1. Respect the reader. The story does not belong to the writer when it is being read, it belongs to the reader. You provide the words, they provide everything else. You’d do well to remember this.
2. Minimize character and setting description. Limit it to one or two lines and let the reader fill in the blanks.
3. Do not lecture the reader. The reader does not need to be fixed. Even if they did, it is not your place to try to fix them.
4. Show AND tell. A writer that cannot effectively tell when appropriate deprives himself or herself of effective storytelling tools.
5. Steal liberally. Like an idea, character, etc from a story or author you admire? It’s okay to steal it and repurpose it for your own work. As long as you change it just enough, its called inspiration and it’s totally fine.
6. Start on action. Reel the reader in. Give them something right off. Life is too short for stories that don’t grab you immediately.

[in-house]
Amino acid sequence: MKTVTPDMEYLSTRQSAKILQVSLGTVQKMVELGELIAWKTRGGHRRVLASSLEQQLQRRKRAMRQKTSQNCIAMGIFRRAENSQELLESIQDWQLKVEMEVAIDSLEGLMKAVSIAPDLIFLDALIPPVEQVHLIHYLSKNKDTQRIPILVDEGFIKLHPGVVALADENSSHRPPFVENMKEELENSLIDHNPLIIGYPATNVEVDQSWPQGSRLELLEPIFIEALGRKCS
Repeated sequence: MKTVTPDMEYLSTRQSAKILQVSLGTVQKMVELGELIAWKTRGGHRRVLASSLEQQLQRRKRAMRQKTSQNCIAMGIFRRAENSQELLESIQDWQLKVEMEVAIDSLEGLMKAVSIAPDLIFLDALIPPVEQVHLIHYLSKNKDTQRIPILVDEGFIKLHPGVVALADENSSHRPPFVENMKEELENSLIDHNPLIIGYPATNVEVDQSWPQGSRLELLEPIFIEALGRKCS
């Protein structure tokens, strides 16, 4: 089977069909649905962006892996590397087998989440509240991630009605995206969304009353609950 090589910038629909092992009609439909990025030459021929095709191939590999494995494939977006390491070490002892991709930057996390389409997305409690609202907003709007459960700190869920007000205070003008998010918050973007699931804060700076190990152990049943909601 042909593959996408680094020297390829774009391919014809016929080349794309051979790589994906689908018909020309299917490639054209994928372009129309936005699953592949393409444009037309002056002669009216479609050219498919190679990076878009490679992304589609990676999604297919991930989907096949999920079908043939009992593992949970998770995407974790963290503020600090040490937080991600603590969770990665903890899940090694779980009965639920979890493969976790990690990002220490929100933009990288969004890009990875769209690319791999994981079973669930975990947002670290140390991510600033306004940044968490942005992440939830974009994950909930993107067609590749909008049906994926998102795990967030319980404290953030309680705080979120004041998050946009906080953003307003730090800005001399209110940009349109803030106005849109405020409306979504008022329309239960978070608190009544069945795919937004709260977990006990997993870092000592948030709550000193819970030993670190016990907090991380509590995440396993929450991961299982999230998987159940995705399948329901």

7. Every scene must advance the story. Don’t introduce elements you don’t intend to pay off. Everything must effect the story or how the characters behave (which effects the story.) Eliminate all needless matters.
8. Always be clear when and where the action is taking place. Nothing annoys the reader more when they have to ask “where the hell are they” or “what the hell year is this?”
9. The words plotter and pantser... they are meaningless. Just shut up and write, no matter the method, get the words down on paper.
10. Publishing is not a meritocracy. No publisher or agent owes you a damn thing. Remember that.
Dave Chadwick is the author of Monkey.